The deeper significance of appreciative feedback is that we feel psychologically safe, and therefore free to be creative and take risks. The tricky part is that it requires that we have the prerequisite skills to offer it naturally--and here's where it gets interesting: we need to tap into our best selves to access skills of generosity, strengths finding, empathy, and compassion. In other words, we need the capacity to truly see, feel, and hear each other, which is neurologically quite complex. It can also be vulnerable to share the positive impact someone has on us, since we are revealing something about ourselves, so we also need skillful vulnerability. Lastly, we also need the skill to gracefully receive someone else's appreciative feedback. 

 

How do we cultivate all these skills? Practice! Through a masterfully facilitated, simple, and fun activity, I create a safe space for people to practice 1) scanning for that they truly appreciate about each other 2) voicing it 3) experimenting and feeling the all the awkwardness, thrill, and enjoyment from both offering & receiving appreciative feedback. I will also share the science behind the process, so there is both cognitive and experiential learning.

Authentic Relating Activity Example: Positive Gossip

Skills: offering praise; transparency; strength recognition; witnessing each other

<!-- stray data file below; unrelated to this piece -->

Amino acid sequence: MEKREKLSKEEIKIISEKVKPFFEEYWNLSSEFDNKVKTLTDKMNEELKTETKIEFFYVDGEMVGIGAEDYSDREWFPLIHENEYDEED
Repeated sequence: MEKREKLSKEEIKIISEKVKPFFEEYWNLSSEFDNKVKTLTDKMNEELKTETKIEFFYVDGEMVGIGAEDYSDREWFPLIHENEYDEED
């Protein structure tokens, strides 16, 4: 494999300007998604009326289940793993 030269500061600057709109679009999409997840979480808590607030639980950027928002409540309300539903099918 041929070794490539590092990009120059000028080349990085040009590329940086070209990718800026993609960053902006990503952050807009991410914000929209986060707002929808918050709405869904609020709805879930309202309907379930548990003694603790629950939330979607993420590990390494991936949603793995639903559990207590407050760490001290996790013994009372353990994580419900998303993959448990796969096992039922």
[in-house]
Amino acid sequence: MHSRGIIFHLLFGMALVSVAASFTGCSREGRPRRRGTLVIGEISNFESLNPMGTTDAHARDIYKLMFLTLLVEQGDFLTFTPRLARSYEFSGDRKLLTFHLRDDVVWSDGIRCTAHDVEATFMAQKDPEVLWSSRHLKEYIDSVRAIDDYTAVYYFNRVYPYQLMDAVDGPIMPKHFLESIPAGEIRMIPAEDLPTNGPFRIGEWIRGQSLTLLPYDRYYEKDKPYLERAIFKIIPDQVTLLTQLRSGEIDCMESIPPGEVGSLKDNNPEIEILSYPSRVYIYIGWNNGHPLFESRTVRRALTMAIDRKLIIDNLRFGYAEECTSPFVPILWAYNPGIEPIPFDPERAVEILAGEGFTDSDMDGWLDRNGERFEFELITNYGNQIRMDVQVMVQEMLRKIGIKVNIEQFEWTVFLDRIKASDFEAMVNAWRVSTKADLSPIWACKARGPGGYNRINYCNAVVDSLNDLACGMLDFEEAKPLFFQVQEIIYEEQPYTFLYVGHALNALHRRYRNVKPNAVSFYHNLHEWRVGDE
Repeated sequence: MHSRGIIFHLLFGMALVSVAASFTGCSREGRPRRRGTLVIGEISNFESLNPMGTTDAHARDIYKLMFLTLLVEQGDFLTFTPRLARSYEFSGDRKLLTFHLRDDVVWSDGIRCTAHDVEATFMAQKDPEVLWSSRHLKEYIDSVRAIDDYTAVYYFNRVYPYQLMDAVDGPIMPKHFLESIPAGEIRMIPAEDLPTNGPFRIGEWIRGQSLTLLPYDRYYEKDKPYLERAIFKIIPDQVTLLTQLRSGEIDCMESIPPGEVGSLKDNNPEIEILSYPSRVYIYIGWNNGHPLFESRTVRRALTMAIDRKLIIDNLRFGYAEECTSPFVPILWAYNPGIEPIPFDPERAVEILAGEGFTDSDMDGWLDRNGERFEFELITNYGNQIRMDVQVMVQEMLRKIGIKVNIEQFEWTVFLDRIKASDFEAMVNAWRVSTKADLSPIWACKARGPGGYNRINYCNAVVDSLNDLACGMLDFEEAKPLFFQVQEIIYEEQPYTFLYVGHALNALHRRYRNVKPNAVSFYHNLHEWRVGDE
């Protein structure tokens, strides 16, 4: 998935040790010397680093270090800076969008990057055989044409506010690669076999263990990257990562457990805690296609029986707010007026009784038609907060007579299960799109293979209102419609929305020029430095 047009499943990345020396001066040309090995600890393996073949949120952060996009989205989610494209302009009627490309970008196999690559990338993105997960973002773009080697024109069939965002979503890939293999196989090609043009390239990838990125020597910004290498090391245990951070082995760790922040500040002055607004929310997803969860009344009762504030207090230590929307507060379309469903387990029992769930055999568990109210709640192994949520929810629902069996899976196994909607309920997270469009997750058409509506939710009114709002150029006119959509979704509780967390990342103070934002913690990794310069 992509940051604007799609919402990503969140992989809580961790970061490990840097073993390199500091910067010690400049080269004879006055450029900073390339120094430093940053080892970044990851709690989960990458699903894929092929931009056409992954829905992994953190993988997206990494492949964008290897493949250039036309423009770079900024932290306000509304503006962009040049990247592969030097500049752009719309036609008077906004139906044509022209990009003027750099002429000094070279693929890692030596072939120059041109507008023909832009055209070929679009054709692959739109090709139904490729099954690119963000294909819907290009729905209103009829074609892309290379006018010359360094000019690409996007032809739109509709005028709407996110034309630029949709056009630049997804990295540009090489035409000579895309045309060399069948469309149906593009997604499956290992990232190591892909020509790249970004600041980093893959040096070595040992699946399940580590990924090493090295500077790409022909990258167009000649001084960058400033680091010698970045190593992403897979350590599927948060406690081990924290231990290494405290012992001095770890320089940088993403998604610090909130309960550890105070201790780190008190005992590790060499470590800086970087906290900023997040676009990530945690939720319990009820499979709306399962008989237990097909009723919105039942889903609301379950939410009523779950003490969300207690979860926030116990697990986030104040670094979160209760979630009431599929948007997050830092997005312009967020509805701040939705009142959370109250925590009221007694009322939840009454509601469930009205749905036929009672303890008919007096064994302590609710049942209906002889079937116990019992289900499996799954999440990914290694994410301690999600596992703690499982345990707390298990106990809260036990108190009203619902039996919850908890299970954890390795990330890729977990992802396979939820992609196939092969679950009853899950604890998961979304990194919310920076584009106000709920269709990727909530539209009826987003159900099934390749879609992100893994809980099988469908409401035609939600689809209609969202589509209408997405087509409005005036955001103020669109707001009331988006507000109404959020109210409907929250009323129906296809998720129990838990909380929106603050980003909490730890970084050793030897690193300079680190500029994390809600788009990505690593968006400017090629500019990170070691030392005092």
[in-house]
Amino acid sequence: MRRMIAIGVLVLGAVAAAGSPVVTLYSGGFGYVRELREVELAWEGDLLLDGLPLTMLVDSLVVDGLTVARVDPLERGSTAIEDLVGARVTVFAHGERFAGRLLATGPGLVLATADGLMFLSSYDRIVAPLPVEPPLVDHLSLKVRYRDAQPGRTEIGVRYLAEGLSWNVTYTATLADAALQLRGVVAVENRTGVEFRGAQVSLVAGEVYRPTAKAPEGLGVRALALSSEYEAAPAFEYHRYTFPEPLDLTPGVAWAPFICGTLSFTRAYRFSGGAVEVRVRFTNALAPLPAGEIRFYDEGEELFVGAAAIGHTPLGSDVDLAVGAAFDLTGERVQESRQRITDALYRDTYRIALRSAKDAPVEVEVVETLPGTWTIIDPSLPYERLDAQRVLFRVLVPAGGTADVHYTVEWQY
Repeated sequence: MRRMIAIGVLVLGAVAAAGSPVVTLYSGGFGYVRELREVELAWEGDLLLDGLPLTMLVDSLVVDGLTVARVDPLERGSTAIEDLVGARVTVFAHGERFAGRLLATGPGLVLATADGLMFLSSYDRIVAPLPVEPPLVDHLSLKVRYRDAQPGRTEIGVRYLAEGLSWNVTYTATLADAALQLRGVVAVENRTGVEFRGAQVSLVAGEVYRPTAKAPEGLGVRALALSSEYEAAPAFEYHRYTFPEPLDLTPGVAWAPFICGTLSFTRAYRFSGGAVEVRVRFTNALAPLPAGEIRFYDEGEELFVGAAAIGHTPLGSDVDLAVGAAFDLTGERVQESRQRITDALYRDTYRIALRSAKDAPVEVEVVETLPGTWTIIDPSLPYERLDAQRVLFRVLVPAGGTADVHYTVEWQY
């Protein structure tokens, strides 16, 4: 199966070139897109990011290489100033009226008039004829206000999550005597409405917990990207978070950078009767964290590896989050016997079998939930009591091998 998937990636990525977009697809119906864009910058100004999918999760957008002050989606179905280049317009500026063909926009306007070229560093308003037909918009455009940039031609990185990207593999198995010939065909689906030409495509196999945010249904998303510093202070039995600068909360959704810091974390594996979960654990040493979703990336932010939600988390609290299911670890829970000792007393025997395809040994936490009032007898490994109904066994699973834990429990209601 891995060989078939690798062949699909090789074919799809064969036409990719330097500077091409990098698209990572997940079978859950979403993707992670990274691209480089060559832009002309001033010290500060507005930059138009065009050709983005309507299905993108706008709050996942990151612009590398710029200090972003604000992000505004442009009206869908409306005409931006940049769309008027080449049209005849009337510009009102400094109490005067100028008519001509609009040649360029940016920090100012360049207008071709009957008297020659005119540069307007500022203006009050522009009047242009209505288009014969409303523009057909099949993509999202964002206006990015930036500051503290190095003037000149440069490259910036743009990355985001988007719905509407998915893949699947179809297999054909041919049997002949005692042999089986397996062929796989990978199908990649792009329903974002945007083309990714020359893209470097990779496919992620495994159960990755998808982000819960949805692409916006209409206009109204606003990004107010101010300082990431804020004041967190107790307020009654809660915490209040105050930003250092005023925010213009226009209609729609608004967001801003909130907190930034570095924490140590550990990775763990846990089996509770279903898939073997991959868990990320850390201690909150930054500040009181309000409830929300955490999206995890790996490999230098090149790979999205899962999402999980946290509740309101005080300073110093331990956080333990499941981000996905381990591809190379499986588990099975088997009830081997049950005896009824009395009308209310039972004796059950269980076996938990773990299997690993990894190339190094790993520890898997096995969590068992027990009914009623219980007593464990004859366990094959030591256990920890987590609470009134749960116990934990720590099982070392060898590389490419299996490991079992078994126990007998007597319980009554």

We all wonder what is said about us when we are not present. How do our colleagues really experience us? What could we learn if people were brave enough to share their perceptions about us? And...what would it be like if sharing perceptions of strength recognition was not only an activity saved for written peer reviews? What if we all increased capacity to let verbal compliments flow? Fly on the wall is a way to practice expressing gratitude, and giving and receiving praise. One person stays silent (and/or turns their video off if on Zoom), while the rest of a small group speaks positively about the recipient, or the fly on the wall. What happens can be magical for inspiring connection: we see and are seen in a playful, spontaneous and organic way.

Authentic Relating Activity Example: Interview

Skills: curiosity, conscious listening, expression, insight, values exploration, values alignment